Another argument from the No side surrounds the issue of surrogacy and adoption. The Children and Family Relationships Bill was recently passed by the Oireachtas (the Irish Parliament) and extended the right to cohabiting couples and civil partners to be able to adopt. So that’s seems simple, nothing changes there. Then we come to surrogacy. This extremely complex ethical issue will soon come up for public debate before draft legislation is drawn up. “The law does not establish a constitutional right to access surrogacy for anyone […] the Oireachtas has full powers to restrict surrogacy in the best interests of children and will continue to have such powers regardless of the outcome of the referendum” said Mary O’Toole, a lawyer for the Yes side. That seems simple too.

The No side insist that voting Yes on same sex marriage will affect the issue of surrogacy. Currently, the birth mother has the legal right to the child even if the fertilised egg is not hers. So the genetic parents must adopt their own child. The No side’s argument is that every child should have the right to a mother. So if a male couple uses a surrogate and then adopt their genetic child, the child would not legally have a mother. This seems to be where the crux of the No side’s argument is.

Having a legal mother is much a less important issue than whether a child should have a legal right to loving parent, regardless of their gender. Having loving same-sex parents where the choice to have a child was thoroughly considered, rather than to have, for example, an emotionally absent, or violent, legal mother is clearly better.

There are some deeply unsettling additional undercurrents to this. According to the No side, are every married couple therefore obliged to have a child? If every child is entitled to a mother, does that mean that I as a woman am doing my potential future child a disservice by not creating it in the first place? If a birth mother dies, should the father of the children immediately remarry in order to give his children a mother? Kevin Mills, a spokesman for Mothers and Fathers Matter, on the No side, said “Not only will the referendum redefine marriage, it will redefine the family”. It’s about time that the ‘family’ was redefined.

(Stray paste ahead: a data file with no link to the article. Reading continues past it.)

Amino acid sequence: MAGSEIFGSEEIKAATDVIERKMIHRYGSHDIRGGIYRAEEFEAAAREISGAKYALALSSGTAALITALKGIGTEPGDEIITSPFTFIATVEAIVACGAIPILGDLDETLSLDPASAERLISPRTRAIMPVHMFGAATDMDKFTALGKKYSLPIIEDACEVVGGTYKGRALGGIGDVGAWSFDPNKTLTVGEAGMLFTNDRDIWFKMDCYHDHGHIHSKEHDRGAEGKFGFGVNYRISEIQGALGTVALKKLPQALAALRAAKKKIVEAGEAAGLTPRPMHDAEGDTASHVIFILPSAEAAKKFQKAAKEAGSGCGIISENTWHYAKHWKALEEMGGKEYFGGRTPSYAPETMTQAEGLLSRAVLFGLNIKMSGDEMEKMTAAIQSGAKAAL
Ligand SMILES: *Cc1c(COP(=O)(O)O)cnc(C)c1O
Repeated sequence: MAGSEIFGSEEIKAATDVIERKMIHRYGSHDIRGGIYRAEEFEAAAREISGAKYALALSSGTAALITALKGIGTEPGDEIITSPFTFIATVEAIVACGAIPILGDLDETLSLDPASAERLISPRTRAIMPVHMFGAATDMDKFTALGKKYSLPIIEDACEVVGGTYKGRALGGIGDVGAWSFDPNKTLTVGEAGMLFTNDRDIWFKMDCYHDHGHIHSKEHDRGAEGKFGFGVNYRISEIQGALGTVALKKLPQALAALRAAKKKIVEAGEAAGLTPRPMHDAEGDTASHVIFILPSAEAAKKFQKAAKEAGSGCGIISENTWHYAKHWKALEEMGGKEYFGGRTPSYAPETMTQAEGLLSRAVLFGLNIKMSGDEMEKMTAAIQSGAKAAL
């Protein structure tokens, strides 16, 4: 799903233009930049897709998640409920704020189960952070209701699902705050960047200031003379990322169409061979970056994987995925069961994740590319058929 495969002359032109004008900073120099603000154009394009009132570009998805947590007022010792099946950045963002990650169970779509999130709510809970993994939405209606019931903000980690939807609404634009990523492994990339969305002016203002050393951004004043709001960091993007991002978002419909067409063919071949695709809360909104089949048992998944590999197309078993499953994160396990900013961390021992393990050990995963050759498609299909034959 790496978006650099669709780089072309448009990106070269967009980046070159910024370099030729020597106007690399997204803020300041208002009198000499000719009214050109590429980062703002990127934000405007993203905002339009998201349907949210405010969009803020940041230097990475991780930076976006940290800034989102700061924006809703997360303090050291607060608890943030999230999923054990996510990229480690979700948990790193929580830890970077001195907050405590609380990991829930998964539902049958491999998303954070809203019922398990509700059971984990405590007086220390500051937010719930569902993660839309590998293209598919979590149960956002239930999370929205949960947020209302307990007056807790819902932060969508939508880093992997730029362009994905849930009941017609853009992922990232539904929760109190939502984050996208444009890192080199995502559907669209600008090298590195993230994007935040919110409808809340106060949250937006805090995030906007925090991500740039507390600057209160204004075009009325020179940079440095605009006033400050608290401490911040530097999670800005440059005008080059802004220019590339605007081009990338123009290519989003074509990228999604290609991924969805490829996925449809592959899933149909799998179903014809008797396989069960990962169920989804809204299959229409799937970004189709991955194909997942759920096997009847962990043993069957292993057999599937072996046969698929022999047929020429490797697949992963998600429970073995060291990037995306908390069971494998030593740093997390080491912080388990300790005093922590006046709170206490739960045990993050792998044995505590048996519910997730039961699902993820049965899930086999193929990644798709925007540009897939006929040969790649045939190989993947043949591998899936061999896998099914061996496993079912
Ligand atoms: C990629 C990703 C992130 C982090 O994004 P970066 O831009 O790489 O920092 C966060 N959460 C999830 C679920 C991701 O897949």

Where the No side have gone wrong is their overly emotive posters with slogans such as ‘every child deserves a mother and father’ and ‘she needs her mother for life, not just for 9 months’, that are just serving to simply shock and don’t properly explain their position.
Where the Yes side have gone wrong is tearing down these posters. This is anti-democratic: the No side are entitled to express their view. Furthermore, the Yes side have the removed the right of everyone else to be equally as appalled.

Another place where the No side have gone wrong is using Senator Ronan Mullen as an activist. He who advocates the importance of children and the family was once a spokesperson for Archbishop Desmond Connell who according to the Murphy report into clerical abuse failed to report his (Connell’s) knowledge of child sexual abuse to the Gardaí.

While this referendum is a simple issue of marriage equality, I don’t believe the concerns of the No side have been fully addressed by the Government. In addition, Kevin Myers, a prominent Irish journalist raised the issue of consummation. The passing of the referendum would create a loophole where the marriages of same-sex couples could be annulled as, under the legal definition, they would never be consummated. This should have also been addressed. The seemingly simple issue that Irish people have been asked to vote on has raised many questions.

The only thing to do is to consider the issue as the simple one it is presented as. This is a chance to make history if the referendum is passed, and for future generations will have been the most obvious choice for a modern, equal society.

It is important to be fully aware of the opposition’s argument. Only then can you be completely clear in your own convictions.

Tá for Grá (Yes for Love)